It starts with a seed.
On the final stretch home after an early evening of running errands, Alex (who is normally quiet and distracted by books or action figures while we drive) tells me about the life cycle of pumpkins. From seeds to Jack-o-Lanterns? I ask with a small smile in the rear view mirror.
From seeds to pie, he corrects me.
He proceeds to tell me about the amazing qualities of seeds and of nature. Did I know that there are male and female flowers and that bees pollinate the pumpkin flowers, which then wilt and fall off and then the pumpkins can grow?
And, did I know that inside every seed, every seed, not only pumpkins, there is a tiny plant already there, inside, just waiting to grow?
He pauses for a moment to catch his breath. I sit at a red light, left with that image – a pumpkin seed in my palm, the magic that we can hold in our hands and the metaphor of it all for us. We are all born with wonder and beauty and greatness inside of this shell. We are all mystery and chaos and unknown potential, beating here inside this life, this moment.
We only need water, sunlight, the patience of a gardener, and we can blossom.
The light turns green and he’s off. He asks questions about oxygen and how trees breathe and how it impacts us and the environment. And I realize just how much of my pre-college education, my junior high science classes, for example, have been swept from my brain to make room for the more important things of this life-in-the-moment: Where I left the car keys. How many scoops for the perfect pot of coffee. The twenty-five different passwords I’m supposed to remember just to maneuver my way through the internet on a daily basis.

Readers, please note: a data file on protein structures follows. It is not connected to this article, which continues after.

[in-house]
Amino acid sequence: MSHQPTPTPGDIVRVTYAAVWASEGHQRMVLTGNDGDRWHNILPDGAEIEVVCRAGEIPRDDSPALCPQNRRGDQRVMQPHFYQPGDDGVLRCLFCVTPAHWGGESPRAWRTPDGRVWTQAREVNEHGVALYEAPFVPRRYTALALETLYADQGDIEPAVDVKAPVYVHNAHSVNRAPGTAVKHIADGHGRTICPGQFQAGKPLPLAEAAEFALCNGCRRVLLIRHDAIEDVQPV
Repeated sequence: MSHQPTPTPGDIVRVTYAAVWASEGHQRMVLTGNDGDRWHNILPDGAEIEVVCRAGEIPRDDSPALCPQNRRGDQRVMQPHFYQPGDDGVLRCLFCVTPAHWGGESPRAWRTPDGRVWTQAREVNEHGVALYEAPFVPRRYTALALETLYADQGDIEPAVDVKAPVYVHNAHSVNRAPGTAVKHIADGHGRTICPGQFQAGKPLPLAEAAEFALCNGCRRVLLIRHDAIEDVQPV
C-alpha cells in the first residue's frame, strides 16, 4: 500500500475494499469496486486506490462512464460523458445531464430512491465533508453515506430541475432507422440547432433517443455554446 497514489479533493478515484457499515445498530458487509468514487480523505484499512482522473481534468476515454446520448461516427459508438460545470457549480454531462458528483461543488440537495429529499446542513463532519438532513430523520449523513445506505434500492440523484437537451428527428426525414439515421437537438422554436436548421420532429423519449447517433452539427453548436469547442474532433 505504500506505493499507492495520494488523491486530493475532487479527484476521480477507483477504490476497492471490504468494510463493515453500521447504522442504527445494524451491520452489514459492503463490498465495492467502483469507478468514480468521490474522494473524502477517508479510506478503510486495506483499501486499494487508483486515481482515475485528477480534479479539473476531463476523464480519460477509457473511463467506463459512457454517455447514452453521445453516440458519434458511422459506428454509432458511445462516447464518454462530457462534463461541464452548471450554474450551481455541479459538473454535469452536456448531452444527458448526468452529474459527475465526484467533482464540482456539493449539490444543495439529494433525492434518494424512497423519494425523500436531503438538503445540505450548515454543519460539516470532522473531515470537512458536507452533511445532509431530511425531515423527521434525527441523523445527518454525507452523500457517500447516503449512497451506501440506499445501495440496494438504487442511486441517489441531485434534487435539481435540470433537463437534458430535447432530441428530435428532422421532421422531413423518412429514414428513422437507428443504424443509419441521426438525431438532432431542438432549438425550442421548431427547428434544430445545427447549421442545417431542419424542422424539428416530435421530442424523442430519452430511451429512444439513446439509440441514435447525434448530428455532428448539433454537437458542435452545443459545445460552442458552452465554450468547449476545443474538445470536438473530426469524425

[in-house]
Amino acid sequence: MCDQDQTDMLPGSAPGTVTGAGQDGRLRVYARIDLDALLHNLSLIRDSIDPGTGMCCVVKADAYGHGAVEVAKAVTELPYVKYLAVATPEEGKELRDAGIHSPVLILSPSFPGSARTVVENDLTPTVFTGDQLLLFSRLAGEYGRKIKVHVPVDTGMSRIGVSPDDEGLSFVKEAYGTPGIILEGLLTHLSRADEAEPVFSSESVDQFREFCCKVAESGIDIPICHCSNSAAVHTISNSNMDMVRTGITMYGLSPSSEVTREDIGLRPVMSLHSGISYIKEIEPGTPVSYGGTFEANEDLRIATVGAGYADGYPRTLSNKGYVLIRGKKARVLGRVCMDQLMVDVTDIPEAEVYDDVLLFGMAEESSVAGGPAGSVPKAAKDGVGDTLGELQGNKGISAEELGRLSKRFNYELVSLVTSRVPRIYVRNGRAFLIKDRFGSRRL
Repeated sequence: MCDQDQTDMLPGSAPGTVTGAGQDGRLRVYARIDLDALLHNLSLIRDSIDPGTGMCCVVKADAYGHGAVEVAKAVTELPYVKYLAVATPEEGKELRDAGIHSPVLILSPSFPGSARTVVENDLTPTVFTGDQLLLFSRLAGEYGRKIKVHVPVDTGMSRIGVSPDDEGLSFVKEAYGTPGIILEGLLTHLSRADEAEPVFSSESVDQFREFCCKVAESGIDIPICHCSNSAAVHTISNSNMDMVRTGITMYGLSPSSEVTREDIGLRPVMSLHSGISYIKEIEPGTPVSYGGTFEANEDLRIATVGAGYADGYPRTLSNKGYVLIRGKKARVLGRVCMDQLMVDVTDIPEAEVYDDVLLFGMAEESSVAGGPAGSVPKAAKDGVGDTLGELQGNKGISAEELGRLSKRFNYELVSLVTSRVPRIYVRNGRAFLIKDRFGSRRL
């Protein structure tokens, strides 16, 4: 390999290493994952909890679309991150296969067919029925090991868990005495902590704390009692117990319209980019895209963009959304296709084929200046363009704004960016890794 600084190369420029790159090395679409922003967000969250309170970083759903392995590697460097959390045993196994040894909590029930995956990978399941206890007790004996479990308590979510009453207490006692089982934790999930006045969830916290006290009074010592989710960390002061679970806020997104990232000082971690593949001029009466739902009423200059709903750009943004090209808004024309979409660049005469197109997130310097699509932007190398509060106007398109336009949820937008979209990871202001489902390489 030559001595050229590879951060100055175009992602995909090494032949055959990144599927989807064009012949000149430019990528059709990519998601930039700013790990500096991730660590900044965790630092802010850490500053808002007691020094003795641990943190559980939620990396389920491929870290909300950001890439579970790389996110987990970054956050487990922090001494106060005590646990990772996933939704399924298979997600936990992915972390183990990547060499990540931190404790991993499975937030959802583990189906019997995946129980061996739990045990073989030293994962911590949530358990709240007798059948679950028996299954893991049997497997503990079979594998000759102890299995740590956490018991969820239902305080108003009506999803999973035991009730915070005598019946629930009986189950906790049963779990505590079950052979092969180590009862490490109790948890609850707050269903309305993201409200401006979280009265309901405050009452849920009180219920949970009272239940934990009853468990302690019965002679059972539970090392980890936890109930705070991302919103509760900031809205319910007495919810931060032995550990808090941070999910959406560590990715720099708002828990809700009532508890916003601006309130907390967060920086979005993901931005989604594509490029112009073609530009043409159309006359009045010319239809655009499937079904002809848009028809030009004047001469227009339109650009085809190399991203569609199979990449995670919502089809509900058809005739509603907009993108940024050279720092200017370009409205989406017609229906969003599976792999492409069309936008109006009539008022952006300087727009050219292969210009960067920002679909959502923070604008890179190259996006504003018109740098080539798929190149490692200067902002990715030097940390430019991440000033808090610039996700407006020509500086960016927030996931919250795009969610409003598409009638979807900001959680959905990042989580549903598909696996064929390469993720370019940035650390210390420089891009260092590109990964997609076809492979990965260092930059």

I’m sorry, Bud, I tell him, I’m not much of a scientist, but we can research it at home.
We’re almost home now, his chatter has slowed a bit, but as we drive through the final set of lights before our hill, he asks can scientists believe in God?
Of course! I tell him. I explain that science began as a quest toward God and that there are many, many Christians, even today, who are also scientists. The quest for understanding is universal, everyone has questions. I tell him, but you can have faith too.
He tells me about his best friend on the bus and how he won’t believe in God, because his father thinks we came from stardust.
Well, I don’t know about stardust, Alex, but I do know about God and science and it is entirely possible to be a critical thinker and a Christ follower.
And people can change, he tells me as we pass by the mailboxes.
As we climb out of the van and gather packages and his sleeping siblings, he is now talking about Paul from the Bible. Did I know that a lot of Paul’s writings were letters to the churches?
So goes my son’s brain, his heart, his quest. And I am again left feeling at a loss, knowing that the questions will only get harder, the discussions will only get deeper and my best-of-the-best will not always be enough. I will fail as his guide. I will fail as his mother.
But, I think it’s going to be okay. I have faith. Faith that I am more than stardust or the cosmic afterbirth of X + Y colliding. I have faith enough that I can trust my own growing son’s every question and doubt and life choice, to a God who has a purpose for him.
And I have to tell you, it’s nights like this, after conversations like we had, that make me joyful with anticipation and wonder, marveling at the works God is doing in and through my little guy, even now, as a 2nd grader on the bus. As a chatterbox kid in the backseat of my minivan.